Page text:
Iceland insists it won't default in wake of credit downgrades
Iceland's Finance Minister Steingrimur Sigfusson said his government won't default after its debt was downgraded to junk because of a presidential veto of a depositor bill that had sought to repair investor relations.
"I don't believe there's anything that points to" Iceland defaulting, Mr Sigfusson said in an interview in Reykjavik yesterday. Even so, "patience toward Iceland is running out. That is a reality we have to face."
Iceland is trying to put behind it the fallout of the banking collapse that garroted its economy 15 months ago. A settlement of the so-called Icesave depositor bill is the last milestone towards the island's financial resurrection.
Failure to pass the bill may jeopardise an international bailout agreement, Economy Minister Gylfi Magnusson said yesterday. The veto has already triggered credit downgrades of the western nation hardest hit by the global credit crisis.
President Olafur R Grimsson vetoed a British and Dutch depositor bill after receiving a petition signed by more than 60,000 of Iceland's 320,000 inhabitants urging him to reject the legislation.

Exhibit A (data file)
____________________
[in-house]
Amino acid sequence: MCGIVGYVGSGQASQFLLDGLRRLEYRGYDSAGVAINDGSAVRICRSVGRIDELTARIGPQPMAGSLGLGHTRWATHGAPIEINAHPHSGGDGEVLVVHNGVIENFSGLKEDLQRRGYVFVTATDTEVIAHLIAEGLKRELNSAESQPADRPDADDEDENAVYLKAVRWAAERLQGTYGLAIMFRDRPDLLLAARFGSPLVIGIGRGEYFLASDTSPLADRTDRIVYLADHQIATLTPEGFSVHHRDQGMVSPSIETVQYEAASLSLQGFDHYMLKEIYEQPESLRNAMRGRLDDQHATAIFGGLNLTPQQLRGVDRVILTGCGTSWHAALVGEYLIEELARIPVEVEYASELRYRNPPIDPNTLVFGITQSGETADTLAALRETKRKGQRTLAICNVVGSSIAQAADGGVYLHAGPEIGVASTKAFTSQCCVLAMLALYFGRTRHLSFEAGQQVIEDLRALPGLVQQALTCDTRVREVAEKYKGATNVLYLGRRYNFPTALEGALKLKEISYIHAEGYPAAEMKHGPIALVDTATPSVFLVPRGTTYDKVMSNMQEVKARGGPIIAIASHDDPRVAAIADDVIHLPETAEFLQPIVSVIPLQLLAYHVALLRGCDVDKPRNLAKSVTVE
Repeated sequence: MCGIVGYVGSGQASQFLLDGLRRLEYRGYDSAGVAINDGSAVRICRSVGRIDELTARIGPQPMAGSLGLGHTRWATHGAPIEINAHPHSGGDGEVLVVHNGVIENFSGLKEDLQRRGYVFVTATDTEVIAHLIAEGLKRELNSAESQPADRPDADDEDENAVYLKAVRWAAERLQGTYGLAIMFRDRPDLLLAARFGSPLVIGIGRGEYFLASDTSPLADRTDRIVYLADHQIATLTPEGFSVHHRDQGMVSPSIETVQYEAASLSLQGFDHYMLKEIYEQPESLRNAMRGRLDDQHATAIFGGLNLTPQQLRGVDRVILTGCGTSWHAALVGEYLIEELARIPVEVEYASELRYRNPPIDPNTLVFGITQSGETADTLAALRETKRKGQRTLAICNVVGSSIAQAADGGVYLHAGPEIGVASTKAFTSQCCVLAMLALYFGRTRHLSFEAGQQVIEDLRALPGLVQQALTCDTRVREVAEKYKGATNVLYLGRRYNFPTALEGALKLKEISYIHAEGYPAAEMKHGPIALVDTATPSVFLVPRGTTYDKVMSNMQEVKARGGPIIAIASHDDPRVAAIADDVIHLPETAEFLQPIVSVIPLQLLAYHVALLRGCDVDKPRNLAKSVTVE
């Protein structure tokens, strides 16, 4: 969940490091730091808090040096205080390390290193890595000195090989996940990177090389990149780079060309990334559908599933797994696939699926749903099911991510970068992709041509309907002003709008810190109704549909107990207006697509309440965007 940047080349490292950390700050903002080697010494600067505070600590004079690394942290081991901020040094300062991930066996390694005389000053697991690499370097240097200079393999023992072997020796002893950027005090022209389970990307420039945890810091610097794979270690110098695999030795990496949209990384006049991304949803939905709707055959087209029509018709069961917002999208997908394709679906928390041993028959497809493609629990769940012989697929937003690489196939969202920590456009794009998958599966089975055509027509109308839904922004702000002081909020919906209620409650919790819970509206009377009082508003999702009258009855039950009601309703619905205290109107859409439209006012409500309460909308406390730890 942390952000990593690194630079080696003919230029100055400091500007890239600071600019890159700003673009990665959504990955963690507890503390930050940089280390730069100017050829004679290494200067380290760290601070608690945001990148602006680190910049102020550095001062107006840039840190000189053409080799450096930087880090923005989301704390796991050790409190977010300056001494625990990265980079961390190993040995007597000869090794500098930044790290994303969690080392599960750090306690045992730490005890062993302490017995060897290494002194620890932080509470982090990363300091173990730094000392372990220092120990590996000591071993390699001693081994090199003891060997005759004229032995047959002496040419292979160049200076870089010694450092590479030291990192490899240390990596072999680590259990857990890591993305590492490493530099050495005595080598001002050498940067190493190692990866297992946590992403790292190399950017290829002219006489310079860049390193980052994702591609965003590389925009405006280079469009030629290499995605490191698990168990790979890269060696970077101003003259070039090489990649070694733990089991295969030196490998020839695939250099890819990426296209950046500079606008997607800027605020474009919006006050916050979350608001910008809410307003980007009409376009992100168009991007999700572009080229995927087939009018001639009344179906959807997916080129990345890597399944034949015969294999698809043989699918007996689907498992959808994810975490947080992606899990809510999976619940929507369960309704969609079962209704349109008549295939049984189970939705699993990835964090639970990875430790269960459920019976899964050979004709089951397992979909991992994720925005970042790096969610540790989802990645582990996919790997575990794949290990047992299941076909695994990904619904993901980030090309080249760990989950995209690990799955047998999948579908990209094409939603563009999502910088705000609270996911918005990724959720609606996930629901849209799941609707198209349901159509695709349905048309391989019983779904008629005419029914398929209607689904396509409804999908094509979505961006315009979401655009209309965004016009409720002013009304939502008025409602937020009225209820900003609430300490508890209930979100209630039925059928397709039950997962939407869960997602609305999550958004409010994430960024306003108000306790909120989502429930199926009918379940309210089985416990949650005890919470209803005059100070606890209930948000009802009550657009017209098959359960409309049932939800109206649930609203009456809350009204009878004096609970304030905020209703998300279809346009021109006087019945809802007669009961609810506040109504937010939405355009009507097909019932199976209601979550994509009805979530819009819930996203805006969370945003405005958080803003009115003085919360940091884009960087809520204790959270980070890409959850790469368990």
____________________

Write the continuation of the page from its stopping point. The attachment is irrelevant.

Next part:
The accord, which obliges Iceland to use $5.5bn (€3.82bn) in borrowed funds to cover the depositor claims, will be put to a referendum. Polls show about 70pc of Icelanders oppose the legislation.
"The status is very difficult," Mr Sigfusson said. "We are concerned about the progress and resurrection of the economy."
An International Monetary Fund (IMF) review scheduled for this month probably won't take place, he said.
Mr Grimsson's decision doesn't necessarily mean an IMF-led rescue would collapse, as long as countries that pledged to finance the emergency loans to Iceland remain committed, Mark Flanagan, the fund's mission chief for Iceland, said. The IMF would consult with countries providing the money for the programme, he said.
The country's $2.5bn loan from the Nordic countries was contingent on resolving the Icesave dispute, Mr Magnusson said.
"We could contemplate a scenario in which we could move forward without the Nordics, but I'm not sure that it would work and I don't recommend that we take that route," he said.
Mr Grimsson's announcement prompted Fitch Ratings to lower Iceland's credit grade to BB+, one level below investment grade. The rating carries a negative outlook.
Standard & Poor's put its BBB- rating on creditwatch negative, indicating "the likelihood of a downgrade if political uncertainty grows and external liquidity pressures persist in the wake of" the Icesave veto.
"This latest setback raises renewed uncertainties over the availability of bilateral and multilateral funding for Iceland's IMF financial rescue programme," Fitch senior director Paul Rawkins said.